New Hampshire has no touchscreen voting. None.
Every ballot cast in New Hampshire except those few cast by the handicapped is written on a piece of paper. It's redundant to say this after the previous comment about touchscreen voting, but let's make it clear: in New Hampshire there is a paper trail.
The Diebold Accuvote-TS has been shown to be a piece of crap. The Diebold Accuvote-OS, the machine used in New Hampshire, has much of the same hardware and runs much of the same tabulation software, so these machines could conceivably be hacked. However, the incentive for hacking them is not very great, because unlike with the paperless voting, again, there's the paper trail. So if there were ever a recount—and there was after the 2004 election, when a survey of New Hampshire voting districts chosen by the Nader campaign showed there was virtually no difference between the scanned tabulation and the hand recount—the malfeasance would be easily discovered.
Many folks immediately suspect that any election results they found surprising—and whether they know enough about local and statewide voting patterns to be surprised is always a good question—are most easily explained by malfeasance by the Diebold corporation or exploitation of its machines. There are many problems for these folks who look for the most exotic (and maybe reassuring) explanation for an election result they don't like, but in this case, let's start out with a fairly basic one: voters in every town in New Hampshire cast their vote on a paper ballot, and in more than half of the towns in New Hampshire, the paper ballots are counted by hand.
Fewer than half the towns in New Hampshire tabulate votes with optical scanners. More than half the votes cast are counted by optical scanners, as most of the bigger cities and towns—including Manchester, Nashua, Portsmouth, Concord, Claremont, Hanover, Keene and Plymouth—use the scanners. But more municipalities count by hand. And as someone relatively well-versed in the voting patterns of New Hampshire, let me tell you there appear to be no discrepancies in the Clinton/Obama/Edwards votes between the towns that tabulate votes by scanning and those that count by hand. Obama won many of the larger towns—Keene, Hanover, Concord, Portsmouth, Lebanon, Plymouth, Durham. Clinton won others—Manchester, Nashua, Berlin, Gorham, Claremont.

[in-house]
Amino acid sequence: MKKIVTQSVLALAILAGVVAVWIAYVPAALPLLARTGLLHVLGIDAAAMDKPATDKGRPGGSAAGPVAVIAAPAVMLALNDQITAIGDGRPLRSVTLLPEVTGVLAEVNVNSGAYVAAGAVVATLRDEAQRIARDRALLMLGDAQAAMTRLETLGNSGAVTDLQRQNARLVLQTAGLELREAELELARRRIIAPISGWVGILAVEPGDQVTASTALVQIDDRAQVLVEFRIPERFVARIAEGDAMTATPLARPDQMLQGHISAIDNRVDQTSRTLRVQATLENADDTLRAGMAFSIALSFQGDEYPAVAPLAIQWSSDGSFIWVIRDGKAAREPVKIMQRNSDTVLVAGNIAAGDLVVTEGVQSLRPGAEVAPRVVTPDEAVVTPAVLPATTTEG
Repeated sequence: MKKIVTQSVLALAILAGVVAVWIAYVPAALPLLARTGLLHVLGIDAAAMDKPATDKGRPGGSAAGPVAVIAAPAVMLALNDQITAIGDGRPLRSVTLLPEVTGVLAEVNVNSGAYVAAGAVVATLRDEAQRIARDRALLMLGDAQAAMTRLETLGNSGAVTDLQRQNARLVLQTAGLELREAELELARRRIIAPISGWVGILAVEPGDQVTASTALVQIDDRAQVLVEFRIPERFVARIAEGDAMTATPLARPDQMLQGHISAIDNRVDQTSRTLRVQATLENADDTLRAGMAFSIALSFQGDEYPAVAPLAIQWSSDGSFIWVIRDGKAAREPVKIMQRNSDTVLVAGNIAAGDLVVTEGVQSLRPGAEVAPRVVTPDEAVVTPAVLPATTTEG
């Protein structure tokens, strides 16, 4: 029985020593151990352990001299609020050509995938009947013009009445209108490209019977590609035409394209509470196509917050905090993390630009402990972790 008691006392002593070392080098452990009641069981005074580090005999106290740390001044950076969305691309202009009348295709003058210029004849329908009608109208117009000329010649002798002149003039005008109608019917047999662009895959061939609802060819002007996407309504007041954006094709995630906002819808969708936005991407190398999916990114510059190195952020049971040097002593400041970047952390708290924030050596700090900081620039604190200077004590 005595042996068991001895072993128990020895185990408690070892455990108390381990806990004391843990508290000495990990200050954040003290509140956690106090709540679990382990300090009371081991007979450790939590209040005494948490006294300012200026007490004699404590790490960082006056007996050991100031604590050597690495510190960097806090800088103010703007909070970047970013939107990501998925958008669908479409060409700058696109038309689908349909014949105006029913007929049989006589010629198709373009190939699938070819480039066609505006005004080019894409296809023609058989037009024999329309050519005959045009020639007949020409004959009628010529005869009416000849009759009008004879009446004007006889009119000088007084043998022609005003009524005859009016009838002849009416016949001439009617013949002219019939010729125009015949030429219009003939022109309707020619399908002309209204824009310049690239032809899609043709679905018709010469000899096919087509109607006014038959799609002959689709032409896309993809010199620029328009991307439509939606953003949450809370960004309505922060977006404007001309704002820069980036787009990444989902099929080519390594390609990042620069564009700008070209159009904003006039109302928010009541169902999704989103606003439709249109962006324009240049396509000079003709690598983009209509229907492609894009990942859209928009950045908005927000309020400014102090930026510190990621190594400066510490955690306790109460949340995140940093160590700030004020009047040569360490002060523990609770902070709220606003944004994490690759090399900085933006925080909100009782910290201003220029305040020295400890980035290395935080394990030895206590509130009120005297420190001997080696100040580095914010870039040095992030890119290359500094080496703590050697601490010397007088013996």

There are reasons this makes sense, as I explained in an analysis of the town-by-town results here. And where there was a strong regional pattern to the results—as in the Monadnock region and the Connecticut River Valley, where Obama did well, or in the bedroom communities of Boston, where Clinton did well—the pattern extended geographically, regardless of whether an individual town used electronic or hand tabulation.
But ultimately, there's tremendous arrogance and/or ignorance at play when people assume that Hillary Clinton's victory in Tuesday's New Hampshire primary is or might be explained by election fraud. Has it not occurred to those people who know little or nothing about voting patterns in New Hampshire that the hundreds of staffers on the Obama and Edwards campaigns, who've immersed themselves in past voting data and models of expected vote turnouts for Tuesday, wouldn't these staffers have noticed discrepancies that might warrant a recount? If Tuesday's results really were the likely result of malfeasance, the Obama and Edwards campaigns would be raising holy hell. They would be seeking a recount, and investigation of the voting, and they would be doing it because they saw the irregularities in the vote results.
But there aren't any serious irregularities in the results of Tuesday's Democratic primary. Clinton won with the same kind of voters that Kerry won with in 2004, in she did it by running strongly in the same exact areas of the state. Diebold machines don't count the votes cast in many of the towns of New Hampshire, and all votes are cast on a paper ballot. The 2004 recount showed no problems with the tabulation. New Hampshire has an excellent reputation for running clean elections. Election administration is done on a town-by-town basis, so rigging the election would require not just a few well-placed individuals, but a vast conspiracy involving hundreds of people, probably more. And if there were strange voting patterns, that showed up in discrepancies between towns that tabulated by hand vs those that tabulated the paper ballots with scanners, the rival campaigns would certainly have noticed it and would be protesting the results.
Hillary Clinton won on Tuesday. She led just about every poll every taken for 360 of the 365 days leading up to the election. And even when she won, it was only by three percentage points. This election wasn't rigged. So please, ignore the "Diebold stole the election" garbage.